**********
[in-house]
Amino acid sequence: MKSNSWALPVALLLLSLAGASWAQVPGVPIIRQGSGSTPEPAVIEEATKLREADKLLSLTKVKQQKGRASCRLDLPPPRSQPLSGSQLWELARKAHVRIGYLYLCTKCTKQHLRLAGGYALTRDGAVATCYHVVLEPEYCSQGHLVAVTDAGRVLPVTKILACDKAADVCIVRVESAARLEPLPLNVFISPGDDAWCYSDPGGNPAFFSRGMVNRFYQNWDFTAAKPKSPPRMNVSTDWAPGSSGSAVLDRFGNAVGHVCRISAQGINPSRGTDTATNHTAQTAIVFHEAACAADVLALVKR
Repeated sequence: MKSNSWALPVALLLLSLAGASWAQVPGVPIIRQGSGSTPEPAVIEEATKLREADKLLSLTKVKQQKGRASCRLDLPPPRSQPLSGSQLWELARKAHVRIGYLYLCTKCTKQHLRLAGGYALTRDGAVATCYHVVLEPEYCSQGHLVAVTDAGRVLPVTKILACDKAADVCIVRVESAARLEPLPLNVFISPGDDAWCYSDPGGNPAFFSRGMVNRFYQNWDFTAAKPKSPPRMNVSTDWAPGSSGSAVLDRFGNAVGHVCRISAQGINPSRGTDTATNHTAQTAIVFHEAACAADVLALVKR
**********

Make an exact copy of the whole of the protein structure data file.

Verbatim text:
[in-house]
Amino acid sequence: MKSNSWALPVALLLLSLAGASWAQVPGVPIIRQGSGSTPEPAVIEEATKLREADKLLSLTKVKQQKGRASCRLDLPPPRSQPLSGSQLWELARKAHVRIGYLYLCTKCTKQHLRLAGGYALTRDGAVATCYHVVLEPEYCSQGHLVAVTDAGRVLPVTKILACDKAADVCIVRVESAARLEPLPLNVFISPGDDAWCYSDPGGNPAFFSRGMVNRFYQNWDFTAAKPKSPPRMNVSTDWAPGSSGSAVLDRFGNAVGHVCRISAQGINPSRGTDTATNHTAQTAIVFHEAACAADVLALVKR
Repeated sequence: MKSNSWALPVALLLLSLAGASWAQVPGVPIIRQGSGSTPEPAVIEEATKLREADKLLSLTKVKQQKGRASCRLDLPPPRSQPLSGSQLWELARKAHVRIGYLYLCTKCTKQHLRLAGGYALTRDGAVATCYHVVLEPEYCSQGHLVAVTDAGRVLPVTKILACDKAADVCIVRVESAARLEPLPLNVFISPGDDAWCYSDPGGNPAFFSRGMVNRFYQNWDFTAAKPKSPPRMNVSTDWAPGSSGSAVLDRFGNAVGHVCRISAQGINPSRGTDTATNHTAQTAIVFHEAACAADVLALVKR